Seed coat colour varied from black (Scuro di Torre Lama) to light brown (Chiaro di Torre Lama and Prothabat 69) and from violet (Sicania) to green (Sikelia, Motta Chiaro 69 and Sint 6) (Table 2), while flowering time ranged from 91 days (Sicania) to 111 days (Chiaro di Torre Lama) (Table 2). The 1000 seeds weight was a characteristic of each genotype and largely unaffected by the year (Table 2). The highest value was reported by Sikelia and Sicania, followed by Sint 6 and Sint 8; one thousand seeds of Chiaro di Torre Lama and Scuro di Torre Lama weighed only 312 g (Table 2). Grain yield was significantly affected by genotype × year interaction (Table 3). Apart from Chiaro di Torre Lama, grain yield was higher in 2011 than in 2010 (Figure 2). In particular, the yield variation between years was 70% for Scuro di Torre Lama and 77% for Sikelia. The grain yields of Sicania and Motta Chiaro 69 were also year-dependent, in contrast to that of Chiaro di Torre Lama (Figure 2).

Total nitrogen, macro- and micro-mineral elements profile

The genotype × year interaction component of the variance was significant, except in the case of total N content (Table 3). The latter ranged from 3.8% (Motta Chiaro 69, Sint 6 and Scuro di Torre Lama) to 4.1% (Prothabat 69) on a DM basis (Figure 3). The seasonal differences for the other seed mineral elements were not uniform across all the genotypes (Tables 4 and 5). For instance, three of the eight genotypes accumulated a similar level of Ca in the two years, whereas in the other five the Ca content was higher in 2011, with Sikelia achieving the highest differential (+36%) (Table 4). While Mg and Na contents were generally higher in 2011, this did not apply to either Scuro di Torre Lama or Prothabat 69. Scuro di Torre Lama seed also accumulated less K in 2011 than in 2010, while the opposite was true for the other seven genotypes. Likewise, Sicania, Sikelia and Sint 8 seed had higher P contents in 2011, whereas those of Chiaro di Torre Lama, Motta Chiaro 69 and Sint 6 all decreased (–46%, on average; Table 4). The concentration in the seed of all the micro-mineral elements was generally higher in the 2010 than in the 2011 harvest (Table 5). With reference to the results reported in 2010, the Fe content of Sint 6 and Sikelia seed decreased more sharply in 2011 than did that of the other six genotypes (–62% and –55%, respectively), while the Cu content of Motta Chiaro 69 and Sint 8 seed was more sensitive than that of the other genotypes (–75% and –69%, respectively). The Mn and Zn contents of Motta Chiaro 69 seed responded most acutely to the year (Table 5).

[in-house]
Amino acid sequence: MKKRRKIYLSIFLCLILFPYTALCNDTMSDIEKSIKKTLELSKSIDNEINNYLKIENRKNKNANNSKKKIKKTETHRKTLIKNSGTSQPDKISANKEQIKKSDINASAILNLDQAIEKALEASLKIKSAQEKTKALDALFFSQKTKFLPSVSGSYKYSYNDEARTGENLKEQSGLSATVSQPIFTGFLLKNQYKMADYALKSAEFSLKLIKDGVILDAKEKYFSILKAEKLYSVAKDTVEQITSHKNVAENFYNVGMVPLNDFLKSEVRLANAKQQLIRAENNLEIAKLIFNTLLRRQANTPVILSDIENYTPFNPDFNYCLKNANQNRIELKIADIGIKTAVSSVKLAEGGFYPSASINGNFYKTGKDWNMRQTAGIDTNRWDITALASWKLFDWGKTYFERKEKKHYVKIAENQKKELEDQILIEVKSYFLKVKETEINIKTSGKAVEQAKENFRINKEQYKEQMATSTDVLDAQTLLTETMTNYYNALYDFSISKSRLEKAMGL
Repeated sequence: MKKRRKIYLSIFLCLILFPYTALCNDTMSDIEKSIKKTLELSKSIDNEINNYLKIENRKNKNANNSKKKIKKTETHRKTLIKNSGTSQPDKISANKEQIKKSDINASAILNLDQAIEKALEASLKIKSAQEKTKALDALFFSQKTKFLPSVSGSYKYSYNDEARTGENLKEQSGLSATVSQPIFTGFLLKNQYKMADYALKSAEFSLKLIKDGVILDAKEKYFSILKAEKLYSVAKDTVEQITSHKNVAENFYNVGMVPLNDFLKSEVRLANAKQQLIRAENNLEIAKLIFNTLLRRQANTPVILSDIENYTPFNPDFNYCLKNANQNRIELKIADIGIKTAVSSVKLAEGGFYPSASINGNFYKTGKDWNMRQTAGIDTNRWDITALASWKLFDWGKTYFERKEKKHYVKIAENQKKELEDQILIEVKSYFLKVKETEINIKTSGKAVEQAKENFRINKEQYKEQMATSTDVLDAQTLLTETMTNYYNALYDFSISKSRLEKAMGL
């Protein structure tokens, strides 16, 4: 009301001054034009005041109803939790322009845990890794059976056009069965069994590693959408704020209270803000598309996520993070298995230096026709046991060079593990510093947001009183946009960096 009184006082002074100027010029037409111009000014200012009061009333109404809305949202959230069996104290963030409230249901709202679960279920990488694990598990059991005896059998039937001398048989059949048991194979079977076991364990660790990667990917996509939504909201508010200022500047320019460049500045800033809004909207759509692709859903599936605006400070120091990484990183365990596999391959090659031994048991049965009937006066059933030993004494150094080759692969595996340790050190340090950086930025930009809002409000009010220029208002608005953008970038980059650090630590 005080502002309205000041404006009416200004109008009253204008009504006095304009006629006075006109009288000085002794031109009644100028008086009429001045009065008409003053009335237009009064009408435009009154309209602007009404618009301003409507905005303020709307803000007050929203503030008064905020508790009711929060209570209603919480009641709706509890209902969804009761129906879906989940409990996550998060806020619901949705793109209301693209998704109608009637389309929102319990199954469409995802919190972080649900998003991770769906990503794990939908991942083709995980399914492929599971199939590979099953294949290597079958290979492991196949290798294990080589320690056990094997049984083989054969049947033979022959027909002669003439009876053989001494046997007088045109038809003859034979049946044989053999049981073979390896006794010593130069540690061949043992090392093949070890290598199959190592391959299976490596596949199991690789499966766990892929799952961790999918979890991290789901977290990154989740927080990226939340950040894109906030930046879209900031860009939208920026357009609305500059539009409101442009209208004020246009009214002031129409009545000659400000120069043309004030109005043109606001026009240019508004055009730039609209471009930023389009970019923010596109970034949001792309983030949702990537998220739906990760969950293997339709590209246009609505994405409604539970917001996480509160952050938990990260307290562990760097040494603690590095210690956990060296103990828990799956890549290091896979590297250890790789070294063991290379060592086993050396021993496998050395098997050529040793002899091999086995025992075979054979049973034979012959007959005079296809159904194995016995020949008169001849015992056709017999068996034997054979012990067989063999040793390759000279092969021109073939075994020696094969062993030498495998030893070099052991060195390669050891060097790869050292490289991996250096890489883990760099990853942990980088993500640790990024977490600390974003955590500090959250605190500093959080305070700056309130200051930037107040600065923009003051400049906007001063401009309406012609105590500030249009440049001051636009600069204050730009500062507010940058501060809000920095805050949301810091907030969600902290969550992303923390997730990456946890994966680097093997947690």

Trait correlations

Grain yield was positively correlated (r= +0.619*) with 1000 seeds weight, and negatively (r= –0.542*) with flowering time (data not shown). The latter trait was also negatively correlated (r= –0.806*) with 1000 seeds weight. There were no significant correlations observed between either yield or 1000 seeds weight and any of the mineral elements content (data not shown). Seed K content was positively correlated with those of both Mn (r= +0.665**) and Cu (r= +0.649**), while being negatively correlated with that of Ca (r= –0.505*) (Table 6). Na content was positively correlated with that of Ca (r = +0.668**), but negatively with those of Mn and Cu (r= –0.764*** and –0.754***, respectively), as well as with those of Fe and Zn (r = –0.596* and – 0.590*, respectively). Zn content was positively correlated with those of all the other micro-mineral elements, but negatively with that of Mg (r= –0.610*). Cu and Mn content were both positively correlated with that of Fe (r= +0.776*** and +0.783***, respectively). In addition, the seed Cu content was positively correlated with that of Mn (r = +0.983***) (Table 6).


For field bean production to be encouraged in the Mediterranean environment, it will be necessary to derive genotypes, which yield stably (Avola et al., 2008) and produce seed, which is nutritionally relevant for animal feed formulations (McDowell, 2003). Under a productive standpoint, six of the eight genotypes under study well performed under low management regime, as compared to the results reported under conventional management systems (Loss et al., 1997). However, weather conditions (mainly rainfall amount and distribution) significantly influenced yield of field bean. Although all eight genotypes studied here were more productive in the second year than in the first (largely attributable to differences in moisture availability), the response was most acute for Scuro di Torre Lama, Sikelia and Sicania. Four of the eight genotypes (Motta Chiaro 69, Prothabat 69, Sint 6 and Sint 8) maintained an appreciable yield level (sometimes higher than that detected for the reference commercial cultivars Scuro di Torre Lama and Chiaro di Torre Lama) in the less favourable growing season. This is encouraging in the context of the need to breed genotypes adapted to a low rainfall environment, typical of marginal areas of Mediterranean Basin (Loss et al., 1997), and to low management cultivation systems.